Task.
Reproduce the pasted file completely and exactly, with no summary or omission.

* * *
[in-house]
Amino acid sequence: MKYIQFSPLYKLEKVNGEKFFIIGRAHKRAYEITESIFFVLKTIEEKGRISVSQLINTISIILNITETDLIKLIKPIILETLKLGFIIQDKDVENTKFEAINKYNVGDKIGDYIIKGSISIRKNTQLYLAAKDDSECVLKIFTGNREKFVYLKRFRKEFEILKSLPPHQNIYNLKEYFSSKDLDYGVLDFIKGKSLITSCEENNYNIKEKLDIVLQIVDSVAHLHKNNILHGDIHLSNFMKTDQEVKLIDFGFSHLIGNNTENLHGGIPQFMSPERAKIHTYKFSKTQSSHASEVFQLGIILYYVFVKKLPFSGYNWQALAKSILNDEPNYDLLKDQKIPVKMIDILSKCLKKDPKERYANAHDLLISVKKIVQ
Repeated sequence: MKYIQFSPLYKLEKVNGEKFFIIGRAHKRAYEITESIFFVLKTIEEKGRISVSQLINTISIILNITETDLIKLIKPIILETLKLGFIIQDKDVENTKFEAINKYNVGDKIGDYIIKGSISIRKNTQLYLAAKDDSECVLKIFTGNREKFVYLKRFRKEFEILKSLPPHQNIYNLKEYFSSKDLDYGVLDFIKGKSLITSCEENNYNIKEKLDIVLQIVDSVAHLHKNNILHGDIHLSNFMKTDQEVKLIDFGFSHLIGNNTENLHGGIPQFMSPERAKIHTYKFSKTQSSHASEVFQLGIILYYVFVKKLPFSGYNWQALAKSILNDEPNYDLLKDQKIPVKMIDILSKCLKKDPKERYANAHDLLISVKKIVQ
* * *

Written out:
[in-house]
Amino acid sequence: MKYIQFSPLYKLEKVNGEKFFIIGRAHKRAYEITESIFFVLKTIEEKGRISVSQLINTISIILNITETDLIKLIKPIILETLKLGFIIQDKDVENTKFEAINKYNVGDKIGDYIIKGSISIRKNTQLYLAAKDDSECVLKIFTGNREKFVYLKRFRKEFEILKSLPPHQNIYNLKEYFSSKDLDYGVLDFIKGKSLITSCEENNYNIKEKLDIVLQIVDSVAHLHKNNILHGDIHLSNFMKTDQEVKLIDFGFSHLIGNNTENLHGGIPQFMSPERAKIHTYKFSKTQSSHASEVFQLGIILYYVFVKKLPFSGYNWQALAKSILNDEPNYDLLKDQKIPVKMIDILSKCLKKDPKERYANAHDLLISVKKIVQ
Repeated sequence: MKYIQFSPLYKLEKVNGEKFFIIGRAHKRAYEITESIFFVLKTIEEKGRISVSQLINTISIILNITETDLIKLIKPIILETLKLGFIIQDKDVENTKFEAINKYNVGDKIGDYIIKGSISIRKNTQLYLAAKDDSECVLKIFTGNREKFVYLKRFRKEFEILKSLPPHQNIYNLKEYFSSKDLDYGVLDFIKGKSLITSCEENNYNIKEKLDIVLQIVDSVAHLHKNNILHGDIHLSNFMKTDQEVKLIDFGFSHLIGNNTENLHGGIPQFMSPERAKIHTYKFSKTQSSHASEVFQLGIILYYVFVKKLPFSGYNWQALAKSILNDEPNYDLLKDQKIPVKMIDILSKCLKKDPKERYANAHDLLISVKKIVQ